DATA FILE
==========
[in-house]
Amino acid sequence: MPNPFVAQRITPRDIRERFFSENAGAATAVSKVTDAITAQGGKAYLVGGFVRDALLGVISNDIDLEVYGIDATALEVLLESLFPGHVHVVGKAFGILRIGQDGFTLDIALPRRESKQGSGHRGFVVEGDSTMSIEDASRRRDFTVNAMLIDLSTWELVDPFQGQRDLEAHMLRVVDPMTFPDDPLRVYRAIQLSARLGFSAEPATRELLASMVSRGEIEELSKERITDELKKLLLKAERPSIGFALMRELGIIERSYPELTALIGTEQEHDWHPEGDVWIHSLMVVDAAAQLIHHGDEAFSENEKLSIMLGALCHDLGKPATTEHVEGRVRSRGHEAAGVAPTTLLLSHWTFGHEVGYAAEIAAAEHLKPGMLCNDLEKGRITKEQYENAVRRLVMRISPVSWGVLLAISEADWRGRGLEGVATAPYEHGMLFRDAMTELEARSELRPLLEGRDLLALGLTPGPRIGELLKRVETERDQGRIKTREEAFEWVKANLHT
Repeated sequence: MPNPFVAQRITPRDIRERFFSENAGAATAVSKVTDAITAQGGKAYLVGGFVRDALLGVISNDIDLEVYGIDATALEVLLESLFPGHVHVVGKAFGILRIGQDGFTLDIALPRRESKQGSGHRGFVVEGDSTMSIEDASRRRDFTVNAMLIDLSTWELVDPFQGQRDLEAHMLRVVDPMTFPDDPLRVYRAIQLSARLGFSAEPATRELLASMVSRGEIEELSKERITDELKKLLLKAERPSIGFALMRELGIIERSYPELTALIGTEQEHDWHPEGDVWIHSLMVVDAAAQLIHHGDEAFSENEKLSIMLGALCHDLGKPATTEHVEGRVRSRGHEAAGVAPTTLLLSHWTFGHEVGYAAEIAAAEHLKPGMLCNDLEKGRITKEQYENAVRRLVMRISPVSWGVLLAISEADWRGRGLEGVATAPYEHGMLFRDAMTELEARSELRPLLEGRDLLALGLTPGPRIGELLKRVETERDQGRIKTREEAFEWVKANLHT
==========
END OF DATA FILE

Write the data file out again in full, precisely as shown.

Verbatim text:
[in-house]
Amino acid sequence: MPNPFVAQRITPRDIRERFFSENAGAATAVSKVTDAITAQGGKAYLVGGFVRDALLGVISNDIDLEVYGIDATALEVLLESLFPGHVHVVGKAFGILRIGQDGFTLDIALPRRESKQGSGHRGFVVEGDSTMSIEDASRRRDFTVNAMLIDLSTWELVDPFQGQRDLEAHMLRVVDPMTFPDDPLRVYRAIQLSARLGFSAEPATRELLASMVSRGEIEELSKERITDELKKLLLKAERPSIGFALMRELGIIERSYPELTALIGTEQEHDWHPEGDVWIHSLMVVDAAAQLIHHGDEAFSENEKLSIMLGALCHDLGKPATTEHVEGRVRSRGHEAAGVAPTTLLLSHWTFGHEVGYAAEIAAAEHLKPGMLCNDLEKGRITKEQYENAVRRLVMRISPVSWGVLLAISEADWRGRGLEGVATAPYEHGMLFRDAMTELEARSELRPLLEGRDLLALGLTPGPRIGELLKRVETERDQGRIKTREEAFEWVKANLHT
Repeated sequence: MPNPFVAQRITPRDIRERFFSENAGAATAVSKVTDAITAQGGKAYLVGGFVRDALLGVISNDIDLEVYGIDATALEVLLESLFPGHVHVVGKAFGILRIGQDGFTLDIALPRRESKQGSGHRGFVVEGDSTMSIEDASRRRDFTVNAMLIDLSTWELVDPFQGQRDLEAHMLRVVDPMTFPDDPLRVYRAIQLSARLGFSAEPATRELLASMVSRGEIEELSKERITDELKKLLLKAERPSIGFALMRELGIIERSYPELTALIGTEQEHDWHPEGDVWIHSLMVVDAAAQLIHHGDEAFSENEKLSIMLGALCHDLGKPATTEHVEGRVRSRGHEAAGVAPTTLLLSHWTFGHEVGYAAEIAAAEHLKPGMLCNDLEKGRITKEQYENAVRRLVMRISPVSWGVLLAISEADWRGRGLEGVATAPYEHGMLFRDAMTELEARSELRPLLEGRDLLALGLTPGPRIGELLKRVETERDQGRIKTREEAFEWVKANLHT